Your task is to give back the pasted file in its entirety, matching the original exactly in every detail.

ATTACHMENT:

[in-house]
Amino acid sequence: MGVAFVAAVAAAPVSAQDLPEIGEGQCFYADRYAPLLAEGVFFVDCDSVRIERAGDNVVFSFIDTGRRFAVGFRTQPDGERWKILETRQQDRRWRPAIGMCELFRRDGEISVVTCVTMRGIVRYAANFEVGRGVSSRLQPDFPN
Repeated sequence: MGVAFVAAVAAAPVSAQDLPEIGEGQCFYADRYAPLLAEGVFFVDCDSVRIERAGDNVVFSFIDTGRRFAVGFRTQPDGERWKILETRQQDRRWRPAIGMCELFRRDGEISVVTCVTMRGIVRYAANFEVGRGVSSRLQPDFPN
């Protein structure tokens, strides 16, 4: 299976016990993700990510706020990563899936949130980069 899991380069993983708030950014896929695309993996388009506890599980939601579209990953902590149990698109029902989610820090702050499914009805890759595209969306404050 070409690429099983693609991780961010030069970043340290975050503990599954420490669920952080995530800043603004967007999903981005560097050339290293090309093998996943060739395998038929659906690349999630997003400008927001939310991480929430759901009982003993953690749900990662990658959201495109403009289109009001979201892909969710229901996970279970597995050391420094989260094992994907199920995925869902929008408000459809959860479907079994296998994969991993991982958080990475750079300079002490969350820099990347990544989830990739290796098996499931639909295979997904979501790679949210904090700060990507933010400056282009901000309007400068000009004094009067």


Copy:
[in-house]
Amino acid sequence: MGVAFVAAVAAAPVSAQDLPEIGEGQCFYADRYAPLLAEGVFFVDCDSVRIERAGDNVVFSFIDTGRRFAVGFRTQPDGERWKILETRQQDRRWRPAIGMCELFRRDGEISVVTCVTMRGIVRYAANFEVGRGVSSRLQPDFPN
Repeated sequence: MGVAFVAAVAAAPVSAQDLPEIGEGQCFYADRYAPLLAEGVFFVDCDSVRIERAGDNVVFSFIDTGRRFAVGFRTQPDGERWKILETRQQDRRWRPAIGMCELFRRDGEISVVTCVTMRGIVRYAANFEVGRGVSSRLQPDFPN
């Protein structure tokens, strides 16, 4: 299976016990993700990510706020990563899936949130980069 899991380069993983708030950014896929695309993996388009506890599980939601579209990953902590149990698109029902989610820090702050499914009805890759595209969306404050 070409690429099983693609991780961010030069970043340290975050503990599954420490669920952080995530800043603004967007999903981005560097050339290293090309093998996943060739395998038929659906690349999630997003400008927001939310991480929430759901009982003993953690749900990662990658959201495109403009289109009001979201892909969710229901996970279970597995050391420094989260094992994907199920995925869902929008408000459809959860479907079994296998994969991993991982958080990475750079300079002490969350820099990347990544989830990739290796098996499931639909295979997904979501790679949210904090700060990507933010400056282009901000309007400068000009004094009067």